on August 27, 2000
This is an excellent look at the best examples of tropical Asian luxury living.
It is not a detailed exploration of regional design elements (look to Bali Style, Thai Style, Tropical Garden Design, et al, for the next degree of depth). It is, however, a rich overview of the best of SEAsian luxury architecture and furnishings.
Every page is simply gorgeous, with photos "bleeding" out past the paper, one trait of a good coffee table or style book. There is little or no image repetition in the coverage of the homes or boutique hotels featured, and each photo is perfectly focused, every composition seen in its best light.
In all the shuffle of Thai grandeur, Balinese earthiness, and Malaysian simplicity, the book might at first glance seem to be presenting a kind of fusion. I think it's fair to say that there is plenty of contemporary blurring of the distinctions between regions, but the reader can also look for regional elements and quickly learn them. Each property is given its own mini-chapter, which helps a lot. And the regional details and sensibilities really come alive when you read the accompanying texts, which are the work of expert style writers.
In fact, the contributors list reads like a who's who of style gurus. There is the clever and quippy Made Wijaya, descriptive Diana Darling, the meticulous William Warren, and details-minded Robert Powell. It's a great read!
on May 18, 2000
I am a collector of Luca Invernizzi Tettoni's work because ALL of them is a visual feast for the eyes. This talented man has a knack for details and never fails to capture the vivid and glowing nuances that represents the best of Southest Asia's style. Take it from me, living in the same environment, I sometimes take it for granted. This book is more than just a coffee-table piece, to complement the gorgeous photography , the text , written by various specialists, will enlighten you with well researched information on local crafts and traditions. It also shows the transformation that SEA architecture and interior designs have undergone; overall a fascinating mix 'n' match of vernacular designs and contemporary style.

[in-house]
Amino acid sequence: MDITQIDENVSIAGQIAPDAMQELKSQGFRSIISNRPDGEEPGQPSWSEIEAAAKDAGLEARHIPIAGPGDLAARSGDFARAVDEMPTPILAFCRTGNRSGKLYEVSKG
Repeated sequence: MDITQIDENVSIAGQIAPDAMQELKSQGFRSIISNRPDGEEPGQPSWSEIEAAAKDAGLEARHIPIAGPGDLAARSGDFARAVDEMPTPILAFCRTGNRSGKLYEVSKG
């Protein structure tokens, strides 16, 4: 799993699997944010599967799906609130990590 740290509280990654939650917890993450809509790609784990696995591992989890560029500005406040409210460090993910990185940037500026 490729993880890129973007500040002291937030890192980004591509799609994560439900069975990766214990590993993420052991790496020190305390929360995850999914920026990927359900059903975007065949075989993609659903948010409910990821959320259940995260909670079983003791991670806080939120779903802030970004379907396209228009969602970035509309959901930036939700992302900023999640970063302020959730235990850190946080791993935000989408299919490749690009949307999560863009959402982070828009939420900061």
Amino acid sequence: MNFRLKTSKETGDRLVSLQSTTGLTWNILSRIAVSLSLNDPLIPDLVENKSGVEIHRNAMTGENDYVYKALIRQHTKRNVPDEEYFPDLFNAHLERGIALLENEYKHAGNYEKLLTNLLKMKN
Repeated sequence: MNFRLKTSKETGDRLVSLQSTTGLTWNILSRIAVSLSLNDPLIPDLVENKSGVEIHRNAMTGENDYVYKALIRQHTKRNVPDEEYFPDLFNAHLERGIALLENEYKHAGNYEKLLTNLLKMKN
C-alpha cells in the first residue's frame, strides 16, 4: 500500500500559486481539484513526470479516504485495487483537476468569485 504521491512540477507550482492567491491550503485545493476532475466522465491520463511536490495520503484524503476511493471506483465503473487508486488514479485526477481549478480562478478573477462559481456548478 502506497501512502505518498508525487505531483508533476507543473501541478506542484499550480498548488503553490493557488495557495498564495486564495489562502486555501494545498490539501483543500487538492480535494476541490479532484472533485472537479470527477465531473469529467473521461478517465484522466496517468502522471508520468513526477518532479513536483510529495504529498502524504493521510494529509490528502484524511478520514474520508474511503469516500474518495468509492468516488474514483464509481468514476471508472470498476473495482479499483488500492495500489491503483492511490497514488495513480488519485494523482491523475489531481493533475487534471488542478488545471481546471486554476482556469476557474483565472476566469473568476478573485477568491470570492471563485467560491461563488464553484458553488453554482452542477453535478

on April 2, 1999
I bought this book just to reminisce about my childhood journeys all-over Asia and to bring inspiration to my "East meets West" Style, as an Interior Designer. Well, after reading the book I was compelled to go an another journey, a well deserved vacation, perhaps... I just came back from 3-month Antique buying trip in Asia. I visited China, Philippines, Hongkong, Thailand, Indonesia,Myanmar, and Singapore. This book will take you to the same places and show you more than what I covered in three months. Tettoni is truly great...! Check out his other books on Asia, and you'll sure save a lot on airfare...!
on July 27, 2001
After reading it, I wanted to knock down every wall in my house. Or at least remove the window glass. My next house will definitely be designed based on the rooms in this book.
I didn't read much of the text because the pictures were so captivating. They show every aspect of the tropical Asian house, except perhaps kitchens, which seem to be nothing more than a stove-type device near the dining area. The predominant theme is living among nature and even inviting it to share the living space with you (or is it the other way around?). Instead of windows and doors, you see slatted screens and netting. Very romantic. And a far cry from most of America's obsession with locks and glass. I need to move......
on March 28, 2001
My dream is to be surrounded by teak and orchids, eating curry and sipping lime juice, and not owning any sort of time piece. Since that isn't going to happen for several more years I bought this book. I am neither a designer nor a photographer so my only input is how this book makes me feel. I have come to love Southeast Asia after several all too brief trips to the region and Tropical Asian Style, specifically Tettoni's photos, has brought some life to my dull suburban living room. And, while I realize that this book comprises several distinct cultures, it is the overall effect, not any particular region, that is so overwhelmingly beautiful. If you feel trapped in your American workaholic routine, this book is a wonderful diversion.